Asphalt production at the airport starts well ahead of the night shift, to ensure sufficient material is available for servicing the paving crews right from the start. The planing and paving crews are ready to move before the allotted possession time, with spare items for every piece of plant fuelled-up in case needed,’ said Mr Fergusson.

‘Nightly movement of traffic on and off a runway needs everyone to be working together, knowing exactly what they have to do. We have a detailed planning meeting prior to each shift, which cascades down to briefings with all of the paving crews. Every vehicle use and operation is worked out, with contingencies in case anything breaks down, together with plans for getting everything off the runway at the end of the shift. We are leaving nothing to chance and everyone is reminded at the meetings and briefings of the importance of workmanship, because this is potentially a high-risk environment.’

Mr Fergusson likens each night’s work to an individual project in its own right because of the amount of planning involved for every shift. The work has followed a pattern, although in detail it has been different every night depending on the depths, areas and types of surfacing planned for that night.

‘The surfacing teams have been working flat out at night laying binder and surface-course asphalt,’ he said. ‘Generally, working down the runway, a section of the old runway surface is first planed off and replaced with a new regulating binder course – in various thicknesses to re-profile the runway for improved drainage – followed by the laying of surface-course asphalt produced to the French BBA (Béton Bitumeux Aéronautique) specification.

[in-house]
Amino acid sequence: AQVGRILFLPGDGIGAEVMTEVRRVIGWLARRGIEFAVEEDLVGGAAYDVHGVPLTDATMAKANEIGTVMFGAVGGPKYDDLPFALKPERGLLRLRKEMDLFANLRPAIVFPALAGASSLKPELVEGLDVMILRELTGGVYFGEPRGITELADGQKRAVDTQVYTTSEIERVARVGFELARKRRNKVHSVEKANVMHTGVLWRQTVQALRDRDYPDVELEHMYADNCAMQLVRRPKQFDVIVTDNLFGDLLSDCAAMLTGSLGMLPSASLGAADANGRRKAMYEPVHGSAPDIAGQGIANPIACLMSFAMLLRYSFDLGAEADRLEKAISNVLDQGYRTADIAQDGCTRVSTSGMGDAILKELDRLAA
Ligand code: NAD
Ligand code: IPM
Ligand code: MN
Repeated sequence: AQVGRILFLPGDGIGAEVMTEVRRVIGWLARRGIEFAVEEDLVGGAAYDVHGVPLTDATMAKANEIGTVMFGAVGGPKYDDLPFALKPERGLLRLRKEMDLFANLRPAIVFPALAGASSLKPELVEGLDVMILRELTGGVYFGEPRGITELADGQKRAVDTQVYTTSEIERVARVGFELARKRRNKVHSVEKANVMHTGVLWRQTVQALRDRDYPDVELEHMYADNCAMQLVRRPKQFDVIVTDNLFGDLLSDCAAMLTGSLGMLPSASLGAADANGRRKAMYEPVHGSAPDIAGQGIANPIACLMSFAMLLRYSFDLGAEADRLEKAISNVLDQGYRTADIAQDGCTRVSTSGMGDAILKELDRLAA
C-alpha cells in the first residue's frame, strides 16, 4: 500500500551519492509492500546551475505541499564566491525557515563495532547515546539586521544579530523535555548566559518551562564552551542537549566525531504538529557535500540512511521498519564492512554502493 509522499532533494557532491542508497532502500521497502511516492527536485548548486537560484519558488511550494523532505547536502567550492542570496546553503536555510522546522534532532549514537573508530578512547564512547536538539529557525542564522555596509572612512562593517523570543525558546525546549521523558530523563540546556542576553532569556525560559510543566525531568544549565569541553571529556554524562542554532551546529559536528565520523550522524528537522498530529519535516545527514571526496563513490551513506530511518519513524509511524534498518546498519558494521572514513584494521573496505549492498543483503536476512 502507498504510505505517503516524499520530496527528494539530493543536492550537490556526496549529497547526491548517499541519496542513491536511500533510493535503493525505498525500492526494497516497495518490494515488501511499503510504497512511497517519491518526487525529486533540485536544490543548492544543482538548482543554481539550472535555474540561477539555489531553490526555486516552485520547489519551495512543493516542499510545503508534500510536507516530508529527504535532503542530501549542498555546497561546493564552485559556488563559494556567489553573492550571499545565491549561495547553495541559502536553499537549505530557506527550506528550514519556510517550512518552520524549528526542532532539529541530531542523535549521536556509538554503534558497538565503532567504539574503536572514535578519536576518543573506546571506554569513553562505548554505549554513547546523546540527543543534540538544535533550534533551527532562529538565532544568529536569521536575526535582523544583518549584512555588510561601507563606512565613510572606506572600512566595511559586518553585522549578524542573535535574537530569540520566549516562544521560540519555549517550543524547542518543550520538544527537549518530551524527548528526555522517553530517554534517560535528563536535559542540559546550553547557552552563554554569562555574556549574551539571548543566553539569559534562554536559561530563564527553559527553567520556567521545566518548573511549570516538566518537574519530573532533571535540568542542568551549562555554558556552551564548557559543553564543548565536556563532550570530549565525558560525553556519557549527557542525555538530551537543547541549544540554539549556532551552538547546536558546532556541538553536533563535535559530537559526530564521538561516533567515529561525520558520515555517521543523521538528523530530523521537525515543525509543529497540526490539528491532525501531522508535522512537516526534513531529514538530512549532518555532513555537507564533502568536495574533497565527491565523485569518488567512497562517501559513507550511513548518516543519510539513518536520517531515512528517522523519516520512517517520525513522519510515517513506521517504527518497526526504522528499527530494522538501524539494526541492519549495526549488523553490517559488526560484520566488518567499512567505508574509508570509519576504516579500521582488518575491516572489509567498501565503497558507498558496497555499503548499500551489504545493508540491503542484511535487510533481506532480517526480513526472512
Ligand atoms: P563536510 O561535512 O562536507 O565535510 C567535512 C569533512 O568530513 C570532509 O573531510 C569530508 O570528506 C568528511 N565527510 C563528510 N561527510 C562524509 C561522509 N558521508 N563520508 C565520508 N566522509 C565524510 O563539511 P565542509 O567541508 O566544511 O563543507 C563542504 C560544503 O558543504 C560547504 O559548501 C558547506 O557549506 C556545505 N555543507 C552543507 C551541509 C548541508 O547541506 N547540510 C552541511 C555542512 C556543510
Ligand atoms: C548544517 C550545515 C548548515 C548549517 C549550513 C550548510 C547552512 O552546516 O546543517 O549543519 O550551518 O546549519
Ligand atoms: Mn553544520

‘The use of BBA asphalt allows the runway to be used in its temporary state, suitable for flights to take off and land safely,’ said Mr Fergusson.

Colas were given the green light to use asphalt produced to the BBA specification after its successful use by the company at Sumburgh and on Tiree. Initially, Colas introduced BBA materials for their workability and high outputs in mixing and laying – in comparison with the Marshall Asphalt traditionally used on UK airfields. The company has carried this on through to the Isle of Man project, increasing quantities of surfacing possible in a given length of time, with further performance benefits confirmed by independent technical studies by leading UK pavement consultants.

The studies found BBA material to be substantially better in terms of strength and durability, and other leading consultants and airport operators are taking notice. More projects taking BBA use further are likely this year, according to Mr Fergusson, and Colas will be surfacing the new promontory on the Isle of Man to lengthen and complete the Ronaldsway Airport runway.

For the promontory, Balfour Beatty will reclaim land from the Irish Sea. The heart of the promontory will be built up first and then protected against the sea with a barrier of 35,000m3 of 42-tonne rock armour; this will be imported from Norway as no UK source has rock massive enough. Inside the barrier, the promontory will be built up to level using marine-dredged material together with fill supplied from Colas’s Turkeyland Quarry on the Isle of Man.

Share this page